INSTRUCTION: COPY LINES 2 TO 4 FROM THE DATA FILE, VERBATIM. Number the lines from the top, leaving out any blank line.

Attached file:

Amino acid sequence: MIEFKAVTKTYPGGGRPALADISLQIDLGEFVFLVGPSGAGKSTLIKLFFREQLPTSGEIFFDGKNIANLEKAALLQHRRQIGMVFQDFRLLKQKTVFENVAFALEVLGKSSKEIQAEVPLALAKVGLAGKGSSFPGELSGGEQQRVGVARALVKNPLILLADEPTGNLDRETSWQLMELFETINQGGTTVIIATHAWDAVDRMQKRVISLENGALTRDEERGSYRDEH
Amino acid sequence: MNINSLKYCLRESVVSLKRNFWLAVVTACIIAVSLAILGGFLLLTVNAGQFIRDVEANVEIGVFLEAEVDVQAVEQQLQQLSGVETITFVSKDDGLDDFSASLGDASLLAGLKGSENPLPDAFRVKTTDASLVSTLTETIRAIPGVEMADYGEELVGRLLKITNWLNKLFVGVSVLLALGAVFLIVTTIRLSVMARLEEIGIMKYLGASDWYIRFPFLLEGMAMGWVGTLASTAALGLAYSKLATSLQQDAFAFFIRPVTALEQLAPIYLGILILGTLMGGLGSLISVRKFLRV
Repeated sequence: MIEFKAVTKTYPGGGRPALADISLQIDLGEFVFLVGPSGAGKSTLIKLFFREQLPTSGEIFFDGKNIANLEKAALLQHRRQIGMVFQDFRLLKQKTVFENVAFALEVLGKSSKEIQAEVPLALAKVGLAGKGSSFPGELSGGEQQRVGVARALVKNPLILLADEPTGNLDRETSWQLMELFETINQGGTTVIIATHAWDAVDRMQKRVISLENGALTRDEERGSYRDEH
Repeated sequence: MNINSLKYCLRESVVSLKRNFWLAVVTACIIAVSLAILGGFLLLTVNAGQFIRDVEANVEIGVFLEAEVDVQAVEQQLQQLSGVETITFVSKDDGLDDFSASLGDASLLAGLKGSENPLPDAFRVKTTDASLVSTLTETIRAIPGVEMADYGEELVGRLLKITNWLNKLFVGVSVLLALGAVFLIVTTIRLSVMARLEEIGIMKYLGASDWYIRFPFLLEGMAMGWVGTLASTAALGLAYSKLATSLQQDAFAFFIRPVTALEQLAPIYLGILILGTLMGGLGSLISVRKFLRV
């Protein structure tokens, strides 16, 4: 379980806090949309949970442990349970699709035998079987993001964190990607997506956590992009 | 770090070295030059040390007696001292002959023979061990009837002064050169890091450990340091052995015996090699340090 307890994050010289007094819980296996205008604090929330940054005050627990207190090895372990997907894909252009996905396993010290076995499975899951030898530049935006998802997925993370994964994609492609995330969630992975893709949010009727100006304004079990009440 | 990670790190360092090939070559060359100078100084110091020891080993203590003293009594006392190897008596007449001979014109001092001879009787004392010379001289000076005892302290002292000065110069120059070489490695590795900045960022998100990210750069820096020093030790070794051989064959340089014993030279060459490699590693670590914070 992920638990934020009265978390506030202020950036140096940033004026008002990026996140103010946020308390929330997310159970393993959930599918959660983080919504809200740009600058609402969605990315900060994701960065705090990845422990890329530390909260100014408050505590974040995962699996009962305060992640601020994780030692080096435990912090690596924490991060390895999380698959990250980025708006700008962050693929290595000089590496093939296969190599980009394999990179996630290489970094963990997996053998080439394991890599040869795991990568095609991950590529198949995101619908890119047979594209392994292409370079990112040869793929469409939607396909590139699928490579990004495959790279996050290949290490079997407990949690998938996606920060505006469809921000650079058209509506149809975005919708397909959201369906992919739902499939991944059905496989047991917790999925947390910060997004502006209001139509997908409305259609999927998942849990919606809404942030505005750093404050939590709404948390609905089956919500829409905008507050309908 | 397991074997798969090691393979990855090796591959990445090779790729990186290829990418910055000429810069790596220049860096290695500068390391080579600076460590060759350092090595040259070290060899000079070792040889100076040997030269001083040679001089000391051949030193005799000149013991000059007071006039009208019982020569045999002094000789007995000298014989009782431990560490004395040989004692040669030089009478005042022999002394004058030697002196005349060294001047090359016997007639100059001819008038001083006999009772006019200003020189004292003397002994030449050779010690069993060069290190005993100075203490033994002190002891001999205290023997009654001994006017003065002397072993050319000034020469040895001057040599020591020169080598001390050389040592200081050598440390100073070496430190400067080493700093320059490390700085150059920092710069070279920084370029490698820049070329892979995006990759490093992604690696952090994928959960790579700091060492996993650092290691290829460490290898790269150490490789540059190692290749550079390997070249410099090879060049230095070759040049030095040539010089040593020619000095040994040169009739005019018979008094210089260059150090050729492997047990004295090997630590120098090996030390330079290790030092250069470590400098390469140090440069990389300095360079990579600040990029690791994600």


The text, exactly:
Amino acid sequence: MNINSLKYCLRESVVSLKRNFWLAVVTACIIAVSLAILGGFLLLTVNAGQFIRDVEANVEIGVFLEAEVDVQAVEQQLQQLSGVETITFVSKDDGLDDFSASLGDASLLAGLKGSENPLPDAFRVKTTDASLVSTLTETIRAIPGVEMADYGEELVGRLLKITNWLNKLFVGVSVLLALGAVFLIVTTIRLSVMARLEEIGIMKYLGASDWYIRFPFLLEGMAMGWVGTLASTAALGLAYSKLATSLQQDAFAFFIRPVTALEQLAPIYLGILILGTLMGGLGSLISVRKFLRV
Repeated sequence: MIEFKAVTKTYPGGGRPALADISLQIDLGEFVFLVGPSGAGKSTLIKLFFREQLPTSGEIFFDGKNIANLEKAALLQHRRQIGMVFQDFRLLKQKTVFENVAFALEVLGKSSKEIQAEVPLALAKVGLAGKGSSFPGELSGGEQQRVGVARALVKNPLILLADEPTGNLDRETSWQLMELFETINQGGTTVIIATHAWDAVDRMQKRVISLENGALTRDEERGSYRDEH
Repeated sequence: MNINSLKYCLRESVVSLKRNFWLAVVTACIIAVSLAILGGFLLLTVNAGQFIRDVEANVEIGVFLEAEVDVQAVEQQLQQLSGVETITFVSKDDGLDDFSASLGDASLLAGLKGSENPLPDAFRVKTTDASLVSTLTETIRAIPGVEMADYGEELVGRLLKITNWLNKLFVGVSVLLALGAVFLIVTTIRLSVMARLEEIGIMKYLGASDWYIRFPFLLEGMAMGWVGTLASTAALGLAYSKLATSLQQDAFAFFIRPVTALEQLAPIYLGILILGTLMGGLGSLISVRKFLRV